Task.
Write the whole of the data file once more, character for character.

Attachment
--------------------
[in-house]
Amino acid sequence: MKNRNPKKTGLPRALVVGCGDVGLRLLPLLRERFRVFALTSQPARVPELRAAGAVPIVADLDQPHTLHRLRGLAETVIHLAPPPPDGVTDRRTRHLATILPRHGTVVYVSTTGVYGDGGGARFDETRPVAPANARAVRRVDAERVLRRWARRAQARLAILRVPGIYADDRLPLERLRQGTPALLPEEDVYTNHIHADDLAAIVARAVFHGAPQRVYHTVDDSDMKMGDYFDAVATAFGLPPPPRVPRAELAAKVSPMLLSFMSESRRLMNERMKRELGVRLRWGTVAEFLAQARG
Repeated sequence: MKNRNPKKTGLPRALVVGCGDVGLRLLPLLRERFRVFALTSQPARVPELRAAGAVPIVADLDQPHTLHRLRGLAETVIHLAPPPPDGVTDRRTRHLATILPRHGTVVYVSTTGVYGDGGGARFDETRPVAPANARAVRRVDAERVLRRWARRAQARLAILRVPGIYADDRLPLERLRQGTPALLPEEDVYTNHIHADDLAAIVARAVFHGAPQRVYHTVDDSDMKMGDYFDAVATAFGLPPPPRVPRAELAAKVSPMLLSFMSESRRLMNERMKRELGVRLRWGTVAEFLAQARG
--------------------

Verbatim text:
[in-house]
Amino acid sequence: MKNRNPKKTGLPRALVVGCGDVGLRLLPLLRERFRVFALTSQPARVPELRAAGAVPIVADLDQPHTLHRLRGLAETVIHLAPPPPDGVTDRRTRHLATILPRHGTVVYVSTTGVYGDGGGARFDETRPVAPANARAVRRVDAERVLRRWARRAQARLAILRVPGIYADDRLPLERLRQGTPALLPEEDVYTNHIHADDLAAIVARAVFHGAPQRVYHTVDDSDMKMGDYFDAVATAFGLPPPPRVPRAELAAKVSPMLLSFMSESRRLMNERMKRELGVRLRWGTVAEFLAQARG
Repeated sequence: MKNRNPKKTGLPRALVVGCGDVGLRLLPLLRERFRVFALTSQPARVPELRAAGAVPIVADLDQPHTLHRLRGLAETVIHLAPPPPDGVTDRRTRHLATILPRHGTVVYVSTTGVYGDGGGARFDETRPVAPANARAVRRVDAERVLRRWARRAQARLAILRVPGIYADDRLPLERLRQGTPALLPEEDVYTNHIHADDLAAIVARAVFHGAPQRVYHTVDDSDMKMGDYFDAVATAFGLPPPPRVPRAELAAKVSPMLLSFMSESRRLMNERMKRELGVRLRWGTVAEFLAQARG